Emma Watson Interview For ‘Harry Potter and the Deathly Hallows – Part 2′
After destroying one Horcrux and discovering the significance of the three Deathly Hallows, Harry (Daniel Radcliffe), Ron (Rupert Grint) and Hermione (Emma Watson) continue to seek the other Horcruxes in an attempt to destroy Lord Voldemort (Ralph Fiennes). However, now that Voldemort has obtained the Elder Wand, he aims to complete his final stage to ultimate power and launches an attack on Hogwarts School of Witchcraft and Wizardry, where the trio return for one last stand against the dark forces that threaten to take over both the Wizarding World and Muggle world. Check out what Emma Watson had to say about the film below, throughout the films she has played the intelligent and loyal Hermoine Granger, one of the three main protagonists. ‘Harry Potter and the Deathly Hallows – Part 2′ hits cinemas in 3D, 2D and IMAX 3D July 15th.
How does it feel to be at the end of this Harry Potter journey?
Emma Watson: It’s so strange, I can’t even articulate it, I guess emotional overall. But also I’m really excited about the next chapter of my life starting, but then obviously I feel really sad and kind of nostalgic with this series coming to an end. Its been such a huge part of my life, it’s almost scary to acknowledge that there’s going to be so much change. But it’s exciting too….I don’t know, I’m all over the place (laughs). I can’t even say the right thing (laughs).
Playing Hermoine over this past decade, a lot of people have seen you grow up, do you think a part of the character rubbed off on you at all?
Emma Watson: Yeah, I was thinking about this the other day – how much of me went into her, or how much of her went into me, the lines really blur. I know one thing for sure, through playing her, it’s definitely made me…..she’s so incredible, she’s such an incredible person that you can’t help but, if you’re in that body for eight or nine hours a day, I’m positive that it helped me stretch myself and push myself more and make myself a better person, I’m positive of that.
I’ve been told that when you auditioned for her, you were very much like her already.
Emma Watson: (Laughs) I a hundred percent was. I had that same eager to please attitude, eager to do well, I had that same kind of bossiness, that same kind of attitude, the same attitude towards boys she had as well. We had a lot in common, absolutely.
One of the things I’ve been hearing from readers of the book is that even though they’ve read the book, they know everything that has happened, but it doesn’t matter, the emotion of it….
Emma Watson: I completely agree! It’s so funny, it took me by surprise and I made the film! I was apart of the process of making it and it really took me back. There’s so much that happens in the book, it’s almost impossible to remember all of those plot points. Having read the book, it doesn’t change the fact that you really feel that you don’t know what’s going to come next. I think that is the beauty and the genius of David Yates, there’s nothing predictable about it at all.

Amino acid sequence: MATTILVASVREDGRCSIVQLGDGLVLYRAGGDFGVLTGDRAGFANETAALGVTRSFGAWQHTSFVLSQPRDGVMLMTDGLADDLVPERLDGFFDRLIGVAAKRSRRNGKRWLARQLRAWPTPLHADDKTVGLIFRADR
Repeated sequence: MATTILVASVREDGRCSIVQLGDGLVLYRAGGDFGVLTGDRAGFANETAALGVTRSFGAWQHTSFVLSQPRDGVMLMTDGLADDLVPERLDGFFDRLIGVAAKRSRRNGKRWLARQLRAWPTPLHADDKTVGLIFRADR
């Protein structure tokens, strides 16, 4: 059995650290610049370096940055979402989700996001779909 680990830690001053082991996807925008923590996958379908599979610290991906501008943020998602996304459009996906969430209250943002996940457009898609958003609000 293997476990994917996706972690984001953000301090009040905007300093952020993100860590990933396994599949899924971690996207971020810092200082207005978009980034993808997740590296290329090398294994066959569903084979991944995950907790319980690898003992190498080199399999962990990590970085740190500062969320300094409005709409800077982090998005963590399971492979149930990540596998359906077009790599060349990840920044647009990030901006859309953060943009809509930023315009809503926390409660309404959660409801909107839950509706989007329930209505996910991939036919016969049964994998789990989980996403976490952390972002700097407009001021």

He’s so soft spoken.
Emma Watson: He’s the most gentle man! He’s so kind, he never, in the whole time making the last four Harry Potter movies, I never heard him raise his voice once. He’s absolutely incredible. The amount of stress and pressure, I don’t even know how he conceptualised and had all of this in his head. We were making two movies at once, he’s just amazing, an amazing, amazing man.
Part 2 is all out war.
Emma Watson: Yeah, it feels very apocalyptic. The word epic doesn’t quite do it justice, it’s epic times four. As I’ve said before I was so blown away by it, although….and I was nervous about this, although it’s in 3D and there’s all these great big battle scenes, it still has so much heart, so much drama, so much emotional intensity, realness and truth in it. There’s never a minute where you don’t feel really involved.
For me it’s a lot to do with the characters, it’s very much character driven.
Emma Watson: Yes, that’s completely true. All of the battles are completely character driven, there’s no excess, there’s no, “oh wouldn’t it be cool to throw in this epic wand battle thing here, or this explosion there.” There’s nothing that doesn’t need to be there, but still the scale of it is so beautiful. It will really take people breathe away.
There’s some nice pauses in it as well, because the pace is pretty relentless, from the minute you sit down, right until the end, you really have barely any time to catch your breathe. But the kiss with Ron and Hermoine is this wonderful break in all the chaos, all the fear and sadness, all of that going on. They just have a moment where that’s all that really matters, the two of them, they can die at any moment, but I feel they just feel like in that moment that if they don’t tell each other how they feel about each other.….they have to, it’s completely organic, completely natural. Rupert and I put in this nice laugh that they had afterwards because it almost feels ridiculous that it hasn’t happened sooner. The minute that it happens, it’s so right that it’s like, “why didn’t we do this years ago?”
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